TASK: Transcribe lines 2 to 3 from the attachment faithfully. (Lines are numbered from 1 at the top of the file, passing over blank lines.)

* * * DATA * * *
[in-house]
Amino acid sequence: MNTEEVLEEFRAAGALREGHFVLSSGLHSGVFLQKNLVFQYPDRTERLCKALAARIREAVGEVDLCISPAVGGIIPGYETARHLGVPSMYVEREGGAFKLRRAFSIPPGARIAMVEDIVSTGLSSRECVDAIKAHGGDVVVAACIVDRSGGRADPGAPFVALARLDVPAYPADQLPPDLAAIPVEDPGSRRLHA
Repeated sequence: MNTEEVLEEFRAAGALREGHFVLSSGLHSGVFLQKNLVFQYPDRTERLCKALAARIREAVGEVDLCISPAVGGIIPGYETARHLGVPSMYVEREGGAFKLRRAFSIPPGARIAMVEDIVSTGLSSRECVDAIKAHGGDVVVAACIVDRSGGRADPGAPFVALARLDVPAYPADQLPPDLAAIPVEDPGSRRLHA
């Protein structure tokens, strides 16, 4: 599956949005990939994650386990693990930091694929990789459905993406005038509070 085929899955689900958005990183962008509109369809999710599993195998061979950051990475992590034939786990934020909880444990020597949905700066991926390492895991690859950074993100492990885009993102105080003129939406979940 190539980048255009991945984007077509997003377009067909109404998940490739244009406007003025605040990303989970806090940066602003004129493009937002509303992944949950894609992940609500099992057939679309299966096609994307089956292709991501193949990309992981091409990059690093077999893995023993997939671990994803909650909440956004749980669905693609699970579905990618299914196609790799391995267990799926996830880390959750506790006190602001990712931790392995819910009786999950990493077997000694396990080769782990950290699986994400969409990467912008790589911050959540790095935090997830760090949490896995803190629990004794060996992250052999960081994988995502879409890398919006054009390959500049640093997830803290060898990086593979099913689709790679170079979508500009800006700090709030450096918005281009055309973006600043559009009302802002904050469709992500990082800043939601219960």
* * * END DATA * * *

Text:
Amino acid sequence: MNTEEVLEEFRAAGALREGHFVLSSGLHSGVFLQKNLVFQYPDRTERLCKALAARIREAVGEVDLCISPAVGGIIPGYETARHLGVPSMYVEREGGAFKLRRAFSIPPGARIAMVEDIVSTGLSSRECVDAIKAHGGDVVVAACIVDRSGGRADPGAPFVALARLDVPAYPADQLPPDLAAIPVEDPGSRRLHA
Repeated sequence: MNTEEVLEEFRAAGALREGHFVLSSGLHSGVFLQKNLVFQYPDRTERLCKALAARIREAVGEVDLCISPAVGGIIPGYETARHLGVPSMYVEREGGAFKLRRAFSIPPGARIAMVEDIVSTGLSSRECVDAIKAHGGDVVVAACIVDRSGGRADPGAPFVALARLDVPAYPADQLPPDLAAIPVEDPGSRRLHA